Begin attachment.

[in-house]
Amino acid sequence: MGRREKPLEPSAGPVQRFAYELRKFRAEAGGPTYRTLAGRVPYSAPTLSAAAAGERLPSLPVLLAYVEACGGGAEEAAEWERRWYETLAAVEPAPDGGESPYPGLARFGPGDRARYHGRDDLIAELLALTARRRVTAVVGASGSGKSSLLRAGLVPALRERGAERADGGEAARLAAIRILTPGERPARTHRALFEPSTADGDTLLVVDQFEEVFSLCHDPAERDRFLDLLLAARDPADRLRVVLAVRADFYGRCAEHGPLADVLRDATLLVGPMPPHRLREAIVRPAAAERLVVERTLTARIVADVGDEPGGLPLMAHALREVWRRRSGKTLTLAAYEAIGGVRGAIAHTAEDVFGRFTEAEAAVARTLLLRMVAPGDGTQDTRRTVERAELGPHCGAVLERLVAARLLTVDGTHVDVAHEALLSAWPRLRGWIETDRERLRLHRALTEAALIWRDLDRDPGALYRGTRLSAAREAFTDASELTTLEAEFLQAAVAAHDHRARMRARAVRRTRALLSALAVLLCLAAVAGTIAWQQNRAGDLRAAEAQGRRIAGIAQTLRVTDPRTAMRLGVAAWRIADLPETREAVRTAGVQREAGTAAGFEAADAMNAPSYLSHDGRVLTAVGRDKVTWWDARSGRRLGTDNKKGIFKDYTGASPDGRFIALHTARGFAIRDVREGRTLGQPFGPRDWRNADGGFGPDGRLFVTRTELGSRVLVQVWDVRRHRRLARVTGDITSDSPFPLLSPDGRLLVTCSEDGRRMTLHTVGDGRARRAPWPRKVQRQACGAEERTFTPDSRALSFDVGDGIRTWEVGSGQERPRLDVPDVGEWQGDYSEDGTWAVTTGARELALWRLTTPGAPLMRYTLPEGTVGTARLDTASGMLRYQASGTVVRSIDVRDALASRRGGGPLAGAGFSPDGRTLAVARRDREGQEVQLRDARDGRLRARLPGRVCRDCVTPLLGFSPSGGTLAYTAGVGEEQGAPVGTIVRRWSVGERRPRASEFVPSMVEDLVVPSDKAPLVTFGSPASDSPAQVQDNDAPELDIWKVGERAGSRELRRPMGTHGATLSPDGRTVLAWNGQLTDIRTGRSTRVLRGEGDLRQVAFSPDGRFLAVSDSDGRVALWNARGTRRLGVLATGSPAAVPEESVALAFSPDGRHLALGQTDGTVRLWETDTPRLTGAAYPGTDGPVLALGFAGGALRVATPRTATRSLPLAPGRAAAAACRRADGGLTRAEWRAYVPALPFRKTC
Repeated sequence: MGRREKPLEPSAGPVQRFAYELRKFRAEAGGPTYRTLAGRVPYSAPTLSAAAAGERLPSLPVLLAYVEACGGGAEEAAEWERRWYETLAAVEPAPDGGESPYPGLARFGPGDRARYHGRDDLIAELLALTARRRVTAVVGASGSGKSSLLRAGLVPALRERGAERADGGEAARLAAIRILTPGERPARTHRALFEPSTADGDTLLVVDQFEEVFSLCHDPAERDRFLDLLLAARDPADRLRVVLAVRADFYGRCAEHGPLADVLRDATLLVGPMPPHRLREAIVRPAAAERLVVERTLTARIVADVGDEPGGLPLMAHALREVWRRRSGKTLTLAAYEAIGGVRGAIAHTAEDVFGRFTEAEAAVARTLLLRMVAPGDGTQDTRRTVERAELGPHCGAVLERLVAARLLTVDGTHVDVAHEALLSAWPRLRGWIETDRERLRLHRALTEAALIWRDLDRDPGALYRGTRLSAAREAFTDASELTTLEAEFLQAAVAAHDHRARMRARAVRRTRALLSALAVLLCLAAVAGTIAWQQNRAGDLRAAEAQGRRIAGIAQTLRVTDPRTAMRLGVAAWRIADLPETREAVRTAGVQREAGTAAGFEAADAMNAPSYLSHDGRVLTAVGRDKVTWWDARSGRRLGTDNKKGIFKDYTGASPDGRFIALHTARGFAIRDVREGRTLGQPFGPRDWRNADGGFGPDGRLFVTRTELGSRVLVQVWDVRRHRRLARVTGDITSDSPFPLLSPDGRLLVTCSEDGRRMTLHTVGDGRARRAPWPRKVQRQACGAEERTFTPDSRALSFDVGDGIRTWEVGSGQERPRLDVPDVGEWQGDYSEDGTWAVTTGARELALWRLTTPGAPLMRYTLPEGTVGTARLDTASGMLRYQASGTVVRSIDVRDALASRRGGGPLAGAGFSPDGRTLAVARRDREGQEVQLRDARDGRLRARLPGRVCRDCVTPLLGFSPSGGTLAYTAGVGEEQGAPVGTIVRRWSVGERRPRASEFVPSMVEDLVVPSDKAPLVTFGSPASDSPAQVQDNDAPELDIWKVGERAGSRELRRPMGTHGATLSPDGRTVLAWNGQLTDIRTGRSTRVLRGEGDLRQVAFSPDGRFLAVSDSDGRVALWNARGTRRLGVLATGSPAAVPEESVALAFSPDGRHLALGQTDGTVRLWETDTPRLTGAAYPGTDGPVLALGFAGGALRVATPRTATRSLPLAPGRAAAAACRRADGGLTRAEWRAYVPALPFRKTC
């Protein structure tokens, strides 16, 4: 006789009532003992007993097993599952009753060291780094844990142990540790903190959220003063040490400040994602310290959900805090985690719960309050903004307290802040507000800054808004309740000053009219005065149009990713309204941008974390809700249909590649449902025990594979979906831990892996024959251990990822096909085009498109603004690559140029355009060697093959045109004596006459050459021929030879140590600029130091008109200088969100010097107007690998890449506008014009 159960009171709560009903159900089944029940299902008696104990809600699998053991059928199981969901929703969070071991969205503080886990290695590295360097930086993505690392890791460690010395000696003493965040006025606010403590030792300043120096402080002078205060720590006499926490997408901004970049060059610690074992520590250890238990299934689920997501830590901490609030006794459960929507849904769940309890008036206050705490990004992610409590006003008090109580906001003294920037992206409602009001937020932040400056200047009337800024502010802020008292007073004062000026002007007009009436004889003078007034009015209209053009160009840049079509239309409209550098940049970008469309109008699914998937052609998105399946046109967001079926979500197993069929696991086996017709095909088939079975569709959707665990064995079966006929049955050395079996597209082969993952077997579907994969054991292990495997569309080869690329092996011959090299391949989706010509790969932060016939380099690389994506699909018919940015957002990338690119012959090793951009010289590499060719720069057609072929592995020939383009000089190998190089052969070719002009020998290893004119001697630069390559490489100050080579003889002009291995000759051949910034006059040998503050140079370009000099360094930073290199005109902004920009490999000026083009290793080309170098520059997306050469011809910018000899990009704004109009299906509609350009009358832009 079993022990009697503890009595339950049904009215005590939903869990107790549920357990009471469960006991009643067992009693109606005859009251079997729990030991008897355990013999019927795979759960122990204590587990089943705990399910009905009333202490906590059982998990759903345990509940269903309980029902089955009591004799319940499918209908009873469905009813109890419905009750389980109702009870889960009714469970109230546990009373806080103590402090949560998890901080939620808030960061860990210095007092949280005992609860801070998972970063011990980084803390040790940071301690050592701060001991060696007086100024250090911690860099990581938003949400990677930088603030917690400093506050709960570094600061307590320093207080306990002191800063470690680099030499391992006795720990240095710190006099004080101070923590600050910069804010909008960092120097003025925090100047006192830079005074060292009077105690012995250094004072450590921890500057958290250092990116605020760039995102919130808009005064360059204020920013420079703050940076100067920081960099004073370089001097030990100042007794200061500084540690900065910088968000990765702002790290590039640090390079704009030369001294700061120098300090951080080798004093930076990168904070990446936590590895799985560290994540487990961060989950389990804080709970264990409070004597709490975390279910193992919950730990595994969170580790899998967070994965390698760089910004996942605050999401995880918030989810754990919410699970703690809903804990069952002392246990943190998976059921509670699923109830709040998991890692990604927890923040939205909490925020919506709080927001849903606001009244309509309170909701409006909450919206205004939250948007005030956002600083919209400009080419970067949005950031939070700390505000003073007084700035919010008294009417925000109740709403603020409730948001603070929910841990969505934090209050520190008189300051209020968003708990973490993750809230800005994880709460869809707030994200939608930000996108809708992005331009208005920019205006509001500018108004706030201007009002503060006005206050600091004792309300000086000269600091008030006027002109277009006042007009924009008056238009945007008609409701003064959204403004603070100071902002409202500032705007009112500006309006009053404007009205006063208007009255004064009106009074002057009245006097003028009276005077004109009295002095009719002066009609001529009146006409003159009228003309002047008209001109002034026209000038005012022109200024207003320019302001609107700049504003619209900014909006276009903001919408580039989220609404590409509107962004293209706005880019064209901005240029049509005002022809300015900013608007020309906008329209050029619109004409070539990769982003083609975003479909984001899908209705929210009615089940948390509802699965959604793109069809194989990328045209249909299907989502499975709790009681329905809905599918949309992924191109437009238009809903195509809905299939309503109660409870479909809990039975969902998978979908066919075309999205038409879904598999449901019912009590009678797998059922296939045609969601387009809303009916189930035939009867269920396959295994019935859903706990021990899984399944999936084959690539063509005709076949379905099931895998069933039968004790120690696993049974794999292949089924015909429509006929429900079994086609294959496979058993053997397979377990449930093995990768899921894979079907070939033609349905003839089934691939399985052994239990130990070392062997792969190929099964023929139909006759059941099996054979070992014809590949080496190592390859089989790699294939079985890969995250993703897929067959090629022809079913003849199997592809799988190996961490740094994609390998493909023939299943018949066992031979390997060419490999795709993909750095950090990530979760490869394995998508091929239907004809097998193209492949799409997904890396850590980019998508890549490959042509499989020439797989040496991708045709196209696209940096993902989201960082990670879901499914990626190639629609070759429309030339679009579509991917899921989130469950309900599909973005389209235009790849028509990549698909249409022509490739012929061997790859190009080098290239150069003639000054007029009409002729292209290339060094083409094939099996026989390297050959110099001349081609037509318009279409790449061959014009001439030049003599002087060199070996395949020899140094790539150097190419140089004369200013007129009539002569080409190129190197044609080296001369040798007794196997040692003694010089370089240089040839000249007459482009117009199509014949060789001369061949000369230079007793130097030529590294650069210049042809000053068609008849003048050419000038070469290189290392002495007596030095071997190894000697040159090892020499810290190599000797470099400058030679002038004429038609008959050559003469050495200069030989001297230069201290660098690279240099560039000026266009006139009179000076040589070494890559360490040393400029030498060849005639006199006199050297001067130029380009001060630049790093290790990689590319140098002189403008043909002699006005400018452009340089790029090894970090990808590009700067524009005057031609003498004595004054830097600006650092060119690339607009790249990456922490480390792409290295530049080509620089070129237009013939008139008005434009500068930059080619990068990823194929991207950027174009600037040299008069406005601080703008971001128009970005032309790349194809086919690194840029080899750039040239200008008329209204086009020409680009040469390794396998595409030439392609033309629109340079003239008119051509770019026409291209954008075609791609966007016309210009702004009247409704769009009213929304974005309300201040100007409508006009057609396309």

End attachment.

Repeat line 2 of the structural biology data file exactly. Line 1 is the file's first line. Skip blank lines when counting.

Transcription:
Amino acid sequence: MGRREKPLEPSAGPVQRFAYELRKFRAEAGGPTYRTLAGRVPYSAPTLSAAAAGERLPSLPVLLAYVEACGGGAEEAAEWERRWYETLAAVEPAPDGGESPYPGLARFGPGDRARYHGRDDLIAELLALTARRRVTAVVGASGSGKSSLLRAGLVPALRERGAERADGGEAARLAAIRILTPGERPARTHRALFEPSTADGDTLLVVDQFEEVFSLCHDPAERDRFLDLLLAARDPADRLRVVLAVRADFYGRCAEHGPLADVLRDATLLVGPMPPHRLREAIVRPAAAERLVVERTLTARIVADVGDEPGGLPLMAHALREVWRRRSGKTLTLAAYEAIGGVRGAIAHTAEDVFGRFTEAEAAVARTLLLRMVAPGDGTQDTRRTVERAELGPHCGAVLERLVAARLLTVDGTHVDVAHEALLSAWPRLRGWIETDRERLRLHRALTEAALIWRDLDRDPGALYRGTRLSAAREAFTDASELTTLEAEFLQAAVAAHDHRARMRARAVRRTRALLSALAVLLCLAAVAGTIAWQQNRAGDLRAAEAQGRRIAGIAQTLRVTDPRTAMRLGVAAWRIADLPETREAVRTAGVQREAGTAAGFEAADAMNAPSYLSHDGRVLTAVGRDKVTWWDARSGRRLGTDNKKGIFKDYTGASPDGRFIALHTARGFAIRDVREGRTLGQPFGPRDWRNADGGFGPDGRLFVTRTELGSRVLVQVWDVRRHRRLARVTGDITSDSPFPLLSPDGRLLVTCSEDGRRMTLHTVGDGRARRAPWPRKVQRQACGAEERTFTPDSRALSFDVGDGIRTWEVGSGQERPRLDVPDVGEWQGDYSEDGTWAVTTGARELALWRLTTPGAPLMRYTLPEGTVGTARLDTASGMLRYQASGTVVRSIDVRDALASRRGGGPLAGAGFSPDGRTLAVARRDREGQEVQLRDARDGRLRARLPGRVCRDCVTPLLGFSPSGGTLAYTAGVGEEQGAPVGTIVRRWSVGERRPRASEFVPSMVEDLVVPSDKAPLVTFGSPASDSPAQVQDNDAPELDIWKVGERAGSRELRRPMGTHGATLSPDGRTVLAWNGQLTDIRTGRSTRVLRGEGDLRQVAFSPDGRFLAVSDSDGRVALWNARGTRRLGVLATGSPAAVPEESVALAFSPDGRHLALGQTDGTVRLWETDTPRLTGAAYPGTDGPVLALGFAGGALRVATPRTATRSLPLAPGRAAAAACRRADGGLTRAEWRAYVPALPFRKTC